It is amazing to me, that after climbing the pinnacles and wandering threw the valleys, of Namibian blue green tourmaline, there is a gemstone that transcends all of them in the same tray. The gemstone does not have the most saturated color, though it is great and its crystal is not exception since it is prone to faint wispy feathers, but its neon brightness demands the eyes attention.
I AM CUPRIAN HEAR MY CRY!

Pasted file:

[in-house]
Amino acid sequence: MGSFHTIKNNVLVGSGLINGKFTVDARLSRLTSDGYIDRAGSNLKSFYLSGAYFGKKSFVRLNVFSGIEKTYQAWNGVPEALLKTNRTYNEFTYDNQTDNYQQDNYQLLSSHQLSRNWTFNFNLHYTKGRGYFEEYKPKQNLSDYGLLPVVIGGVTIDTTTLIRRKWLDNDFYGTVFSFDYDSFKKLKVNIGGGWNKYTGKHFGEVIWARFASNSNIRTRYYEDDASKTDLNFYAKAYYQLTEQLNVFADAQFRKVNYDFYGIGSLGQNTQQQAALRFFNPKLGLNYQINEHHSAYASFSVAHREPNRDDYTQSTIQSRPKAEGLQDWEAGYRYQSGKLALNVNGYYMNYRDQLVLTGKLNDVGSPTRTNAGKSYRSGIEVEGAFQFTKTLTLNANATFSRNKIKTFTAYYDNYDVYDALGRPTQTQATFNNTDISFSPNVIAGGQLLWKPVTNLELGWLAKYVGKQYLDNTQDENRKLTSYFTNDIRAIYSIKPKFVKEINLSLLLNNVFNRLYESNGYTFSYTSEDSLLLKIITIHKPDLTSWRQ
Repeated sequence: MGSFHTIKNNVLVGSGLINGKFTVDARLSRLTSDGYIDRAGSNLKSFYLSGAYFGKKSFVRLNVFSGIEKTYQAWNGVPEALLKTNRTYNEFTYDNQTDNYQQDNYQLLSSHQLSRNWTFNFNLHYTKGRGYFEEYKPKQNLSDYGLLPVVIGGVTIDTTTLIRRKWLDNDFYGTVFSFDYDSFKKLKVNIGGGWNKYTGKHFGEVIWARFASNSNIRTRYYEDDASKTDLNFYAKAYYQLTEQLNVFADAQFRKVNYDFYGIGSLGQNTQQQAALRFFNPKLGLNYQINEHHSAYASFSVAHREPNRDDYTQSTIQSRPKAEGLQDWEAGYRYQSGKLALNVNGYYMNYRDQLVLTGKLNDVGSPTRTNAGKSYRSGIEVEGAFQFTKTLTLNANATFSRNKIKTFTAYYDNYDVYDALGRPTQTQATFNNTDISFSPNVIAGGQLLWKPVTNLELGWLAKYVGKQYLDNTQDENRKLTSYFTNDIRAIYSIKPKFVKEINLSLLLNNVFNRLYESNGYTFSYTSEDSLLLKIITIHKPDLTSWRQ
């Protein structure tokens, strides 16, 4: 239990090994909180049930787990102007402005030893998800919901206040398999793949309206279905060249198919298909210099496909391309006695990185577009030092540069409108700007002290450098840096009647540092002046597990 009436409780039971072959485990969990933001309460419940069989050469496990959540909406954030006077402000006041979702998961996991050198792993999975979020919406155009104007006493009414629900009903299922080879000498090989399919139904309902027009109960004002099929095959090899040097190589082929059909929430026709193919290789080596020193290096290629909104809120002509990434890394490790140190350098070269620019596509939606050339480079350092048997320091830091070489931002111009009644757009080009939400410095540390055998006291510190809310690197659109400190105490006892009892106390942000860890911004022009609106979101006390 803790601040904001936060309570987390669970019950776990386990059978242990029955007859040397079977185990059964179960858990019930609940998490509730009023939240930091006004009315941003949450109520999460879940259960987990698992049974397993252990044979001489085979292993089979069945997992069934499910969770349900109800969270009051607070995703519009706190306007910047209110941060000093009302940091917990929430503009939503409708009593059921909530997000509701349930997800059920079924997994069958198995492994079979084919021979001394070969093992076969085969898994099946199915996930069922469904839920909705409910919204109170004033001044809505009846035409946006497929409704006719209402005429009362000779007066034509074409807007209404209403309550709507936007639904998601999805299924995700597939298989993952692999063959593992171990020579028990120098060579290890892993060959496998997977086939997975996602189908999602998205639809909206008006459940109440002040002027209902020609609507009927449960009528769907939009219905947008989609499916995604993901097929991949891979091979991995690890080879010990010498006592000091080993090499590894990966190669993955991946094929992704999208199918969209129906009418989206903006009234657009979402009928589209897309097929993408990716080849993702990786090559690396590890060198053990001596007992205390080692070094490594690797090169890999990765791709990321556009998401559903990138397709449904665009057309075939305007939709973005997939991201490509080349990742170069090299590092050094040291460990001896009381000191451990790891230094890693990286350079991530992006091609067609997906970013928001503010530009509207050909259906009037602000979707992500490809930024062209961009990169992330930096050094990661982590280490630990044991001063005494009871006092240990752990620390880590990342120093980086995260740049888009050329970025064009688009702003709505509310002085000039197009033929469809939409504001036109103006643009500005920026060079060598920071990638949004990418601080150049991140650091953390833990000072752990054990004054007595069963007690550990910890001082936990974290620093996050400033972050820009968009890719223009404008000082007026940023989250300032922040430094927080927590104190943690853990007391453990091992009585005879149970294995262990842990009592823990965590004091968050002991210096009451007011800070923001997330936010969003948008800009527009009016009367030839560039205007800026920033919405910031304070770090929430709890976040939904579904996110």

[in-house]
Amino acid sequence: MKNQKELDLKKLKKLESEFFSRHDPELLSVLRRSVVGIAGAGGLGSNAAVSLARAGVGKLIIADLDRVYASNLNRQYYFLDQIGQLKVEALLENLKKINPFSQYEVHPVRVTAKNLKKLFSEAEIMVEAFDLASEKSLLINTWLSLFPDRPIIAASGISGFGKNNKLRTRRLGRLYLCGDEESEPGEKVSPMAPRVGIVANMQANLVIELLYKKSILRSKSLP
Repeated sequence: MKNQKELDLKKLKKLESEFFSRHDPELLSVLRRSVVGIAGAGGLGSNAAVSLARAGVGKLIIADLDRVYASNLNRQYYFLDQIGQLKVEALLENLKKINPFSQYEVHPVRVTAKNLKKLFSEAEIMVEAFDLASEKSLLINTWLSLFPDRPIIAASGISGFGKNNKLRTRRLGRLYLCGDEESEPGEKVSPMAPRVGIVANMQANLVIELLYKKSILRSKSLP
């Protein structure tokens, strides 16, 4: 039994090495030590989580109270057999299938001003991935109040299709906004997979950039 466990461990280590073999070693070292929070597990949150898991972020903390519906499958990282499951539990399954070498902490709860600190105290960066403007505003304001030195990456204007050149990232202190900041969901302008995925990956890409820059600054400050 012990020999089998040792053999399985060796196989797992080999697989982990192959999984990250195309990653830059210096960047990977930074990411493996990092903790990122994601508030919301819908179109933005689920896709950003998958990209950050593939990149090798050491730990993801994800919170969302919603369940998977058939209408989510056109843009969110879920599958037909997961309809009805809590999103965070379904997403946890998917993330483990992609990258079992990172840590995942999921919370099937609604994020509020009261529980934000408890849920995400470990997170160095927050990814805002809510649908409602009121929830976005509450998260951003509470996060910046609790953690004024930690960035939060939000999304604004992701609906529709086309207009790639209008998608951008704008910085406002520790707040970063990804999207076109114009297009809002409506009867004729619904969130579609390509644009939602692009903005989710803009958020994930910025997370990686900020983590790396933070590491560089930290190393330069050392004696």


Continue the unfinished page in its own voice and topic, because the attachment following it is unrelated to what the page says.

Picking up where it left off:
Now I didn’t set up the tray, my son did, after the last gem and mineral show the Carnegie museum in Pittsburgh Pa ever held. So I am not to blame for upstaging the really beautiful blues and greens from Namibia which surround, this gemstone, that I did not even buy as cuprian. Which brings up an interesting point. All of the cuprian tourmaline that I have seen from Mozambique is water worn and it is difficult to see the “neon” look in the material until you cut the gemstone. Now you might ask, how do I know that this bright blue green gem is cuprian, well that is where my handy dandy spectrometer comes in. It clearly shows that this 2.44 carat, neon blue green emerald cut is cuprian. I probably purchased the rough for this beauty, years before copper was discovered by the GIA, in a reverse Alexandrite color changing, cuprian tourmaline, from Mozambique, that I submitted. I now call the new color changing variety of Elbaite tourmaline “Laurellite” after my first born child. Its reverse Alexandrite color change is unique in gemstones.